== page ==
Wow!  The Chinese are gearing up for high end combat and we're working hard to get out of the combat mindset. 

Another piece involved having a Marine recon unit land and provide intel for a Company landing team to come ashore in an unopposed landing for the purpose of supporting the embassy protection mission.

We have the opportunity to conduct a major exercise and we opt to spend it on a minor, Company size UNOPPOSED landing whose purpose is to support an embassy security operation.  Way to maximize training opportunities!

This ties back to recent comments about the difference between the Chinese military preparations and our own.  As I’ve said, and as I’ll repeat,

The Chinese are preparing for war.  We are not.

What happens if we have to conduct a major amphibious operation tomorrow?  Are we prepared?  Not from this exercise, we aren’t!

Here’s the thing – if we want to be able to conduct a major, multi-division offensive spearheaded and enabled by an amphibious assault then we have to practice it.  We have to assemble a major task force and practice the operation.  If, on the other hand, we’re concluding that we aren’t going to ever need an amphibious assault on such a scale then why do we have 30 some major amphibious ships and an entire Marine Corps?  If all we’re going to do is embassy evacuations and humanitarian assistance ops and the like, we can make do with significantly fewer amphibious ships (they can be commercial vessels if we aren’t going to conduct opposed landings) and a much smaller Corps.  In fact, if we aren’t going to do amphibious assaults one can’t help but wonder why we even need the Marines.  The Army has Ranger and Airborne units that can do the security and evacuation and small scale raids and probably do them better.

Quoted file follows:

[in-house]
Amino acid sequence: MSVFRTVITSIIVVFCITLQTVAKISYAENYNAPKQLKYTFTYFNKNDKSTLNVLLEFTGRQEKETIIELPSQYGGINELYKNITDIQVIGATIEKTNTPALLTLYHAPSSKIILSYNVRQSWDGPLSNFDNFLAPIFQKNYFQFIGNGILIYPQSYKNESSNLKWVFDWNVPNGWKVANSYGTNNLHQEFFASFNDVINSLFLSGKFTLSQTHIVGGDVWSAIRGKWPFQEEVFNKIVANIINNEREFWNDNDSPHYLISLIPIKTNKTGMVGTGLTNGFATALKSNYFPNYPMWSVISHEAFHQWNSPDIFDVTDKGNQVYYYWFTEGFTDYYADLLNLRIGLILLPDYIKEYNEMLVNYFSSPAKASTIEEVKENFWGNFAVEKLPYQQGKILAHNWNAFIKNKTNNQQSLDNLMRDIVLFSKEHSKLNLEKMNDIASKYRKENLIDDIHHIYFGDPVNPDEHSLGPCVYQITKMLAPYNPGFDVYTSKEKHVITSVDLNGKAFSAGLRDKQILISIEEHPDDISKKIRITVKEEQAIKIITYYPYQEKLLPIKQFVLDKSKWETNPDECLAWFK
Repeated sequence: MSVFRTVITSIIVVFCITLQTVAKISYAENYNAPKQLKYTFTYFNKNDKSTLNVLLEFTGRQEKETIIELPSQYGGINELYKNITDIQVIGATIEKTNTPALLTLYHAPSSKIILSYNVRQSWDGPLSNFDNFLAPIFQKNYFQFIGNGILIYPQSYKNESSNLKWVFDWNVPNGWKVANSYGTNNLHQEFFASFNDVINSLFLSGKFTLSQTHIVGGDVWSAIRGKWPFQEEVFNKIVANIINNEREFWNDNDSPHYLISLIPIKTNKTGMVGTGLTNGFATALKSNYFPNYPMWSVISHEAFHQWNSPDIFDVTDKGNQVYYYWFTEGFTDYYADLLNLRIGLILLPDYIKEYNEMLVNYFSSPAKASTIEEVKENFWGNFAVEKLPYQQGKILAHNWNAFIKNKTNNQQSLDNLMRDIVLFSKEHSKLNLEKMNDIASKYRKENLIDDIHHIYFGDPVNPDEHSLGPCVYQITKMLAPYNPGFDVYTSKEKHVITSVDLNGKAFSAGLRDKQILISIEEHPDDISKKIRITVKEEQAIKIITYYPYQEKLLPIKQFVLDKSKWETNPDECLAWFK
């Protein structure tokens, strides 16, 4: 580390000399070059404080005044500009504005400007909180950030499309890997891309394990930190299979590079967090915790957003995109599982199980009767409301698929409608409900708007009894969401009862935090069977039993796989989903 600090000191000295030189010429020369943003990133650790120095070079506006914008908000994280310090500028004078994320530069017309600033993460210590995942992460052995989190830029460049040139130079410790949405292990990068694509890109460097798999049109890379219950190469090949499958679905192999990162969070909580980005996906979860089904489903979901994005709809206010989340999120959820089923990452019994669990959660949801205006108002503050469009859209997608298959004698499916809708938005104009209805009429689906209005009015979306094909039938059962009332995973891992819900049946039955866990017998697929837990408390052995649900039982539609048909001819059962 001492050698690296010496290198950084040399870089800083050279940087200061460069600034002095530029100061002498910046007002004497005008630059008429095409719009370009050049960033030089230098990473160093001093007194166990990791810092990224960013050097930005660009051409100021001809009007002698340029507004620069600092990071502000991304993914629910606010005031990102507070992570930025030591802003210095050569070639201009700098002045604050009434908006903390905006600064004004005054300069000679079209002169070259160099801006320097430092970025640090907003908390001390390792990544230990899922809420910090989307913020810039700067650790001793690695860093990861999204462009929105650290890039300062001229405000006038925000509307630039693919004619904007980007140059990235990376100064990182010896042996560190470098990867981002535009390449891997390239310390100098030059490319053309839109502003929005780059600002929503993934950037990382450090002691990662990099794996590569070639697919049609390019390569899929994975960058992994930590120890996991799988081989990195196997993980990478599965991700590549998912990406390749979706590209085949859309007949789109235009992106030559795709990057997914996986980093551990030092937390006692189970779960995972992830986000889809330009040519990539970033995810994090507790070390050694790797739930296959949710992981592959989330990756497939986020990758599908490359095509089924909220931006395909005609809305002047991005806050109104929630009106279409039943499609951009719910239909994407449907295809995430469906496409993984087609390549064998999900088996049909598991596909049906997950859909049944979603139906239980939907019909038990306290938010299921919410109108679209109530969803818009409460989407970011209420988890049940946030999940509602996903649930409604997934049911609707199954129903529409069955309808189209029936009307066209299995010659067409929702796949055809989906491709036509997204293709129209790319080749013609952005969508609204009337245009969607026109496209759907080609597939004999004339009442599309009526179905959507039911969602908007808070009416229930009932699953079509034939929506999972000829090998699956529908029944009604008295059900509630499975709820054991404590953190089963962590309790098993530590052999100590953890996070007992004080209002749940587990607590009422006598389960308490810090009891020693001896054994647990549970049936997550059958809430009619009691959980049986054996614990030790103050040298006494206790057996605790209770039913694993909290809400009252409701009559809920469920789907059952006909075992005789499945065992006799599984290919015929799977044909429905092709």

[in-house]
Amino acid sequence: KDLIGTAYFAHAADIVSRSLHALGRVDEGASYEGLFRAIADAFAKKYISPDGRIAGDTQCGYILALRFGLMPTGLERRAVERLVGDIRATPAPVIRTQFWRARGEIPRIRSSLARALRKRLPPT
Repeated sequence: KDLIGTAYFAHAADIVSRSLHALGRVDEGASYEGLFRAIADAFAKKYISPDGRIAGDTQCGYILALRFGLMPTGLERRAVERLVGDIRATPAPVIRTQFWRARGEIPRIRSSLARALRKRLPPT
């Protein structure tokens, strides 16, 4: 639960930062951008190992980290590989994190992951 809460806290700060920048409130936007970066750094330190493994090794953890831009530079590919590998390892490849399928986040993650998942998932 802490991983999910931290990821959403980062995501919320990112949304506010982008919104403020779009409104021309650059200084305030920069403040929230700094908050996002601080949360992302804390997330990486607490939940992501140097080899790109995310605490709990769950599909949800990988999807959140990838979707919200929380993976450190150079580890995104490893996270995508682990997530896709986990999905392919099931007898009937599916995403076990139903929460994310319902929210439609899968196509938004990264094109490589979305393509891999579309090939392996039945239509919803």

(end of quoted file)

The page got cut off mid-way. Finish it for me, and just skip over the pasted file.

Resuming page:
We need to either get serious about amphibious operations or admit that we’re out of the business and turn the resources over to the Army and Air Force.  Bold Alligator 2014 was an embarrassment.  The Chinese have to be laughing about our military priorities.


  1. Interesting observation...and one the Army Chief of Staff was likely observing as closely as the Chinese.
    The Marines are in a pickle. Secretary Gates questioned the requirement of major amphibious landings, but supported the amphibious assault mission. If you can't have air support or LCS magic to clear mines and shallow water ASW, then you better hope that your future includes unopposed amphibious landings...and here we are!
    Great catch on the lack of LCS and its purported magic of being the game changer in the littorals. Another exercise that we just hand-waved two of the three biggest issues: ASW and mines (third being SSM's).

    1. UUUGGGHHH, [yes, I know you didn't mean that as your username but it seemed right :) -maybe "HandWave would be a better name? :) ] that is a very good point about the Army CoS. Really good! The Army is looking very hard at taking some or all of the Marine job. I can't believe I missed that point. Thanks for picking up on it!

  2. Unrelated news but I know I have never heard a story like this one:

    What does this say about USN leadership and readiness!